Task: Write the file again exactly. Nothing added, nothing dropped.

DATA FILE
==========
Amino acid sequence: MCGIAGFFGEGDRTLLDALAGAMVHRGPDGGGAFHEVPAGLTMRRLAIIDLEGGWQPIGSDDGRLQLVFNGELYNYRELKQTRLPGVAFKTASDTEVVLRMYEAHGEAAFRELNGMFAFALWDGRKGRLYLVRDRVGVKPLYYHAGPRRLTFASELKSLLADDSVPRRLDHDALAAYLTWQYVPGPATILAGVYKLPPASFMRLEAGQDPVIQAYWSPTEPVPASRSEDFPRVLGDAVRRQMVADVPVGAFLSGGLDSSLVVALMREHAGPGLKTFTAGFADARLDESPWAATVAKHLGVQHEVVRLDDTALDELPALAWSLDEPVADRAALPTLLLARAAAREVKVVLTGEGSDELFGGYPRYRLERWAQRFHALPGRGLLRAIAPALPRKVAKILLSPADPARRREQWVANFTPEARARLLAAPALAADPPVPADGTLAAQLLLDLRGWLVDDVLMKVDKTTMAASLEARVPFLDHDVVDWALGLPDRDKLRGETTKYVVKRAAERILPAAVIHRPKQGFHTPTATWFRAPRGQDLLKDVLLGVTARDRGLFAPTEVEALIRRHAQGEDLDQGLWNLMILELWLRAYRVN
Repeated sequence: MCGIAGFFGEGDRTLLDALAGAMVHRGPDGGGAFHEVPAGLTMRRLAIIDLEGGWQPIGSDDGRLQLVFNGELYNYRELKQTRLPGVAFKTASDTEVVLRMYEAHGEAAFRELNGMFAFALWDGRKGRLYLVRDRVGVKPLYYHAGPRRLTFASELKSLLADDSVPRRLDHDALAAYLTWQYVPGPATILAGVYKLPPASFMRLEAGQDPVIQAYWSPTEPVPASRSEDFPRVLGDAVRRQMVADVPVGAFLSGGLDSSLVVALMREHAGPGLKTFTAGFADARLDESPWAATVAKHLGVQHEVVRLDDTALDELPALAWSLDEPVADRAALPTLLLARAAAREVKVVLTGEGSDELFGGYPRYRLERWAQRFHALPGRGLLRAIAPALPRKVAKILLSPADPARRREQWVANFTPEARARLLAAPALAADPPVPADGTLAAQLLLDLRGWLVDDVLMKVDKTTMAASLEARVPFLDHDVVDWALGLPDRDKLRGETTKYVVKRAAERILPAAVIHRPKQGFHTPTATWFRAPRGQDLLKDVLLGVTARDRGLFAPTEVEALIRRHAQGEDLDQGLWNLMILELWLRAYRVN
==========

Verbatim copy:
Amino acid sequence: MCGIAGFFGEGDRTLLDALAGAMVHRGPDGGGAFHEVPAGLTMRRLAIIDLEGGWQPIGSDDGRLQLVFNGELYNYRELKQTRLPGVAFKTASDTEVVLRMYEAHGEAAFRELNGMFAFALWDGRKGRLYLVRDRVGVKPLYYHAGPRRLTFASELKSLLADDSVPRRLDHDALAAYLTWQYVPGPATILAGVYKLPPASFMRLEAGQDPVIQAYWSPTEPVPASRSEDFPRVLGDAVRRQMVADVPVGAFLSGGLDSSLVVALMREHAGPGLKTFTAGFADARLDESPWAATVAKHLGVQHEVVRLDDTALDELPALAWSLDEPVADRAALPTLLLARAAAREVKVVLTGEGSDELFGGYPRYRLERWAQRFHALPGRGLLRAIAPALPRKVAKILLSPADPARRREQWVANFTPEARARLLAAPALAADPPVPADGTLAAQLLLDLRGWLVDDVLMKVDKTTMAASLEARVPFLDHDVVDWALGLPDRDKLRGETTKYVVKRAAERILPAAVIHRPKQGFHTPTATWFRAPRGQDLLKDVLLGVTARDRGLFAPTEVEALIRRHAQGEDLDQGLWNLMILELWLRAYRVN
Repeated sequence: MCGIAGFFGEGDRTLLDALAGAMVHRGPDGGGAFHEVPAGLTMRRLAIIDLEGGWQPIGSDDGRLQLVFNGELYNYRELKQTRLPGVAFKTASDTEVVLRMYEAHGEAAFRELNGMFAFALWDGRKGRLYLVRDRVGVKPLYYHAGPRRLTFASELKSLLADDSVPRRLDHDALAAYLTWQYVPGPATILAGVYKLPPASFMRLEAGQDPVIQAYWSPTEPVPASRSEDFPRVLGDAVRRQMVADVPVGAFLSGGLDSSLVVALMREHAGPGLKTFTAGFADARLDESPWAATVAKHLGVQHEVVRLDDTALDELPALAWSLDEPVADRAALPTLLLARAAAREVKVVLTGEGSDELFGGYPRYRLERWAQRFHALPGRGLLRAIAPALPRKVAKILLSPADPARRREQWVANFTPEARARLLAAPALAADPPVPADGTLAAQLLLDLRGWLVDDVLMKVDKTTMAASLEARVPFLDHDVVDWALGLPDRDKLRGETTKYVVKRAAERILPAAVIHRPKQGFHTPTATWFRAPRGQDLLKDVLLGVTARDRGLFAPTEVEALIRRHAQGEDLDQGLWNLMILELWLRAYRVN